After the uproar at Copenhagen Zoo when the zoo owners took an inbred giraffe, killed it and then fed it to the lions, management of the zoo have unveiled new plans for future animals that are surplus to requirements.
"We don't see what the problem is, no?" said Zoo manager, Peter Van Transit. "The giraffe was useless, it was inbred from a brother and sister giraffe, so we fed it the lions. It seems the world doesn't like this, no? So, we have an alternative plan."
From next June, Copenhagen Zoo will be culling its excess animals and offering them up in the zoo restaurant.
"This seems more acceptable, yes?" said Van Transit. "We've already had interest from the London Extreme Eaters society, who are keen to taste giraffe."
Rhino steaks may beat giraffe steaks to the dining table, as the zoo has an old decrepit rhino that was going to be quietly disposed of in the usual fashion for dead animals at zoos - after all, who has ever wondered what happened to dead animals at zoos before? Now, the zoo is gearing up for a big announcement that rhino will be served.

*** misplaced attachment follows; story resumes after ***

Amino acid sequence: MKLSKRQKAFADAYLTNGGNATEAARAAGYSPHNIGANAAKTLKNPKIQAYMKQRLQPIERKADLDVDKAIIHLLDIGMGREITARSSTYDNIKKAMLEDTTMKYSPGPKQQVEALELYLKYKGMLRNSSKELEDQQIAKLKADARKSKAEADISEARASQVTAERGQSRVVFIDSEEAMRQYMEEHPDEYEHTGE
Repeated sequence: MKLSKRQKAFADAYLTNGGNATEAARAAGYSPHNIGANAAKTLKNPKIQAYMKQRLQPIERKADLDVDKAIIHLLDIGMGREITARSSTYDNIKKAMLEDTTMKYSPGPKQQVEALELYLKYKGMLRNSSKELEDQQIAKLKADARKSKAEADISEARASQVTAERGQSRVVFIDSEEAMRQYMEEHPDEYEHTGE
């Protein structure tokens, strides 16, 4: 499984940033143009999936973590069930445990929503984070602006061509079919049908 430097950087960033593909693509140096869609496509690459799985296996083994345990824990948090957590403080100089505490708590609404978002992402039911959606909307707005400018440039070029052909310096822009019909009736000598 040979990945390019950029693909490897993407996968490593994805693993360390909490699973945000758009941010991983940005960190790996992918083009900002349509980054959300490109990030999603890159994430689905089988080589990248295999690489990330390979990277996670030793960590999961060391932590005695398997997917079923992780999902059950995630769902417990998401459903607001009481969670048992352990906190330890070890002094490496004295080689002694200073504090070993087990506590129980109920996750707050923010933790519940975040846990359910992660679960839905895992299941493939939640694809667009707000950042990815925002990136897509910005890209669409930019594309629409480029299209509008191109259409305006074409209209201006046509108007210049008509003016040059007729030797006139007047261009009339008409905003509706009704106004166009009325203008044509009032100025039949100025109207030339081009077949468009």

"We've already got half a million Euro for the horn," said Van Transit. "The animal isn't even dead yet, no?"
It is planned that the rhino steaks will be served as the world's largest steak for those with mammoth appetites, whilst smaller cuts will be available for those of a more modest appetite.
"We believe we can also make and sell rhino sausages, poacher's pie and leg of rhino," said Van Transit. "Our chef is watering his mouth in anticipation, yes?"
With the world so interested in one dead animal at a zoo, other zoos are looking at taking up the same policy.
"We've had a dead tiger in the freezer for a couple of months," said Daniel Hall, Welfare Officer at Chester Zoo. "It's been waiting for autopsy so we could see how it died, but sod that, we could make a fortune selling it in the restaurant. We might make some bread - Tiger Bread is very popular, and what did people think it was made from?"